I was so looking forward to your Poland Spring article (“Poland Spring reaches high water mark,” June 26), especially because Nestle is a major advertiser and I wondered how the Telegram would handle a negative article about them, but was I asking too much for it to be factual?

I was flabbergasted when I was only into the second paragraph and read: “Bottled water is merely a different version of something that every American connected to a municipal water system already gets for free.”

Really? Free? What la-la-land does this writer live in where people get water for free? And that is the point that the article missed so badly.

Water from our tap is not free. We not only pay for the water (sometimes in higher rent), but we pay even more for its disposal, and that is the very reason why it is unfair and unjust to allow commercial enterprises to suck water out of our aquifers without reimbursing the people of Maine for the costs we have incurred keeping it pristine.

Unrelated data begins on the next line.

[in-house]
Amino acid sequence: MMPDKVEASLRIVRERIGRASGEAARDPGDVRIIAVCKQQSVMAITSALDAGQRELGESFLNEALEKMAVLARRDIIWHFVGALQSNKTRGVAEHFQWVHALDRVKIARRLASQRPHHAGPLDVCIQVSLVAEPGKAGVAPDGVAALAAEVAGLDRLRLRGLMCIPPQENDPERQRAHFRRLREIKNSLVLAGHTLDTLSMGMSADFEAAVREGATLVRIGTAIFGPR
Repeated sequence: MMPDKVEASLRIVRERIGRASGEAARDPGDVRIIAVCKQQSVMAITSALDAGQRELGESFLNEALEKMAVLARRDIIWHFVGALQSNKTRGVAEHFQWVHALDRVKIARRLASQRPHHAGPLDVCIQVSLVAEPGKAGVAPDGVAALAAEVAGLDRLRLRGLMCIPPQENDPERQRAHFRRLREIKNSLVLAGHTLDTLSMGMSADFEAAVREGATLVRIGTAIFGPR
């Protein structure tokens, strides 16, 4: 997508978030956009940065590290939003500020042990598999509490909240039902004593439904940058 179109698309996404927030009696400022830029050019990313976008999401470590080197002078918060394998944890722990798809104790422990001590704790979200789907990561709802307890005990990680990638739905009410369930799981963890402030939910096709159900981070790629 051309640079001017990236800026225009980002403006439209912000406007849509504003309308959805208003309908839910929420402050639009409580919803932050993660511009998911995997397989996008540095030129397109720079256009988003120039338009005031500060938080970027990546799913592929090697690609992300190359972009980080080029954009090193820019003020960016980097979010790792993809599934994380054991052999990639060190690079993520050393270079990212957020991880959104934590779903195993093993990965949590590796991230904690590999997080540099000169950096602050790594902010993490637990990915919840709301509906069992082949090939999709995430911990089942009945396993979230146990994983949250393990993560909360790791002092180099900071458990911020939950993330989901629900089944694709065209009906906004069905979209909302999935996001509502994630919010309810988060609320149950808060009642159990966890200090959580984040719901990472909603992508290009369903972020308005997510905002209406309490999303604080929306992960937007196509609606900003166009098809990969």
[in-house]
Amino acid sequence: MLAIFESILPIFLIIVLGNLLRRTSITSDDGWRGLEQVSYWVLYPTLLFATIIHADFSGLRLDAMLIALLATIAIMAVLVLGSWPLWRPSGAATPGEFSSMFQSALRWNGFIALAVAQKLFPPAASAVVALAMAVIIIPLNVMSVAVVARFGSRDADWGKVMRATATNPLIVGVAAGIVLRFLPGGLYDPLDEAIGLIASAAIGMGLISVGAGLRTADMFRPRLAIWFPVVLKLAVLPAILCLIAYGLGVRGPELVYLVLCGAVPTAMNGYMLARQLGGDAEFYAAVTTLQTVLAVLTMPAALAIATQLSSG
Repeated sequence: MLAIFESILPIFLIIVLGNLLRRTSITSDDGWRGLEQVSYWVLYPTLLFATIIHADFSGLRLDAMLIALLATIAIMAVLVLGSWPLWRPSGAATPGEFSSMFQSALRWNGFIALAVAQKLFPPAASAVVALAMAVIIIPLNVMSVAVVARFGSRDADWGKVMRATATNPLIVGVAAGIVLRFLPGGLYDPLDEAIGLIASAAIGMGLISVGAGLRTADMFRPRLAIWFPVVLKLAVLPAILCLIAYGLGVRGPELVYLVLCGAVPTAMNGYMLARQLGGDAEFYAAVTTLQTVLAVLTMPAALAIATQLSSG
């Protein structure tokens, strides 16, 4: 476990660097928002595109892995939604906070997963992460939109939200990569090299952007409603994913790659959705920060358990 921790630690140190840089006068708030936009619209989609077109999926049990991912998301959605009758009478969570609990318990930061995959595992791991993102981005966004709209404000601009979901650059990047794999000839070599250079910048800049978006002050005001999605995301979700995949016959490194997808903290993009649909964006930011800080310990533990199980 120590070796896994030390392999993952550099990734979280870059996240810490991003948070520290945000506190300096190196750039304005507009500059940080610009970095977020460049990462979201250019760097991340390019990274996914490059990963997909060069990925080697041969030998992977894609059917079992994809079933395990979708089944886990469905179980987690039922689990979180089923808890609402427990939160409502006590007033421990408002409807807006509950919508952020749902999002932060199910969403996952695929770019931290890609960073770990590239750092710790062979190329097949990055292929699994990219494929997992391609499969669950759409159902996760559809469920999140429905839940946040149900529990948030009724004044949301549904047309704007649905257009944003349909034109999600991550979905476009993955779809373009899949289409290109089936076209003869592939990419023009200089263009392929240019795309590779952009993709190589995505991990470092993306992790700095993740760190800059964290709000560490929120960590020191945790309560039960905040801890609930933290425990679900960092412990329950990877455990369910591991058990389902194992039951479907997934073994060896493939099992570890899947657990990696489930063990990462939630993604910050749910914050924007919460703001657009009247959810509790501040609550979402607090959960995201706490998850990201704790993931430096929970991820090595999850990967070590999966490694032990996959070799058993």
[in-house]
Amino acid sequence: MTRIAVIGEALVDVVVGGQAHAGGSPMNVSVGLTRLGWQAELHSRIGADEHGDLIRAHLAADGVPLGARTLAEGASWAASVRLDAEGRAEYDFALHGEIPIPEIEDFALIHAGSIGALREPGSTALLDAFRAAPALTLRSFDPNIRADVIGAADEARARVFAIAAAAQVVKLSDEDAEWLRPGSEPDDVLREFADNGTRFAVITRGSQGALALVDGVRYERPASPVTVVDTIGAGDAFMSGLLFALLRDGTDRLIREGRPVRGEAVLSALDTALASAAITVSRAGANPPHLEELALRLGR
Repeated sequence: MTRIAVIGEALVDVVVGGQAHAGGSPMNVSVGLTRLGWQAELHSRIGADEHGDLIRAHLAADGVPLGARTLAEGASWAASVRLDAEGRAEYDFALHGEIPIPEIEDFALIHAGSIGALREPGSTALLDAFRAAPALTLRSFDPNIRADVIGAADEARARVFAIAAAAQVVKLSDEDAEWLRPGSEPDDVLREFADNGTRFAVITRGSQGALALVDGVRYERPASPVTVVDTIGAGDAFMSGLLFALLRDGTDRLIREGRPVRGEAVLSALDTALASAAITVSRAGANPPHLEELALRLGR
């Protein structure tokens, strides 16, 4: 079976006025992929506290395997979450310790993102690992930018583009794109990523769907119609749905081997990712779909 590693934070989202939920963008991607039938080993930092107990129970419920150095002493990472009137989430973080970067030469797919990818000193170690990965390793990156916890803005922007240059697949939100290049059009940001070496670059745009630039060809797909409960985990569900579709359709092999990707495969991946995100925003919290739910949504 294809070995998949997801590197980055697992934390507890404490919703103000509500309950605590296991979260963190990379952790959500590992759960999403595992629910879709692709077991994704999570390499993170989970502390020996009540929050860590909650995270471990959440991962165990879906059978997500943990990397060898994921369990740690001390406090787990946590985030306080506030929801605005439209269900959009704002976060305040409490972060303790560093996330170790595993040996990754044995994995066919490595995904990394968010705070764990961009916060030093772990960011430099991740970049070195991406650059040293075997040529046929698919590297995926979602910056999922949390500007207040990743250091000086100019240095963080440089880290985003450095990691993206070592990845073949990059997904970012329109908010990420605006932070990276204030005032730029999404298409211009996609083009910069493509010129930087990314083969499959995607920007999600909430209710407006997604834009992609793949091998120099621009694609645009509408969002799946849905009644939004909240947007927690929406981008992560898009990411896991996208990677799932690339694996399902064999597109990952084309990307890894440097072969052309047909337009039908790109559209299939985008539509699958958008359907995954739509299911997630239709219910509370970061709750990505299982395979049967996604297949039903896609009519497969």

Every Mainer spends thousands of dollars every year to keep our aquifers pure, and that can grow to 10 or 20 times more if your sewer line, septic or well needs repair. You cannot argue that it is no different than minerals being mined or taking gravel from your property and that’s because water flows from property to property and nobody owns it. Even when mining or removing soil, property owners are not allowed to “waste” the resources they are taking and must keep it sustainable.

Nestle is pulling out 800 million gallons of water from Maine every year and that is “wasting,” just as they have already done in Brazil, at what was once called the “Circuit of Waters,” which Nestle destroyed – and they didn’t pay a penny for it there or here.

Bradford Norris

Cape Elizabeth

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